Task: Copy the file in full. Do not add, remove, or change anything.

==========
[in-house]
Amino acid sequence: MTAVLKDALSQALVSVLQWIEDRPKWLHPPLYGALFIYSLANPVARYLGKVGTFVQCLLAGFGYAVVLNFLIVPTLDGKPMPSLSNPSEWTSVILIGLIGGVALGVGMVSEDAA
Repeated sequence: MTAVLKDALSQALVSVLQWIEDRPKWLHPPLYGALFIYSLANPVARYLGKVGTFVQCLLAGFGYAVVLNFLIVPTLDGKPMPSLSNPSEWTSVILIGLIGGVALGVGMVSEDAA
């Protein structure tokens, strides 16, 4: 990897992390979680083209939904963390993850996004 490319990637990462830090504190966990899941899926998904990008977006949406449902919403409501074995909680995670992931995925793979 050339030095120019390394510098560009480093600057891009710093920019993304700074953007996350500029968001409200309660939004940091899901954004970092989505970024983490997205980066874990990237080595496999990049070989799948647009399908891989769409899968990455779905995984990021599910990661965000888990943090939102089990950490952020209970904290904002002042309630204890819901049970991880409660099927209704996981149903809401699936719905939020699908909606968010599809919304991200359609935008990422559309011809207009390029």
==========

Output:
[in-house]
Amino acid sequence: MTAVLKDALSQALVSVLQWIEDRPKWLHPPLYGALFIYSLANPVARYLGKVGTFVQCLLAGFGYAVVLNFLIVPTLDGKPMPSLSNPSEWTSVILIGLIGGVALGVGMVSEDAA
Repeated sequence: MTAVLKDALSQALVSVLQWIEDRPKWLHPPLYGALFIYSLANPVARYLGKVGTFVQCLLAGFGYAVVLNFLIVPTLDGKPMPSLSNPSEWTSVILIGLIGGVALGVGMVSEDAA
């Protein structure tokens, strides 16, 4: 990897992390979680083209939904963390993850996004 490319990637990462830090504190966990899941899926998904990008977006949406449902919403409501074995909680995670992931995925793979 050339030095120019390394510098560009480093600057891009710093920019993304700074953007996350500029968001409200309660939004940091899901954004970092989505970024983490997205980066874990990237080595496999990049070989799948647009399908891989769409899968990455779905995984990021599910990661965000888990943090939102089990950490952020209970904290904002002042309630204890819901049970991880409660099927209704996981149903809401699936719905939020699908909606968010599809919304991200359609935008990422559309011809207009390029």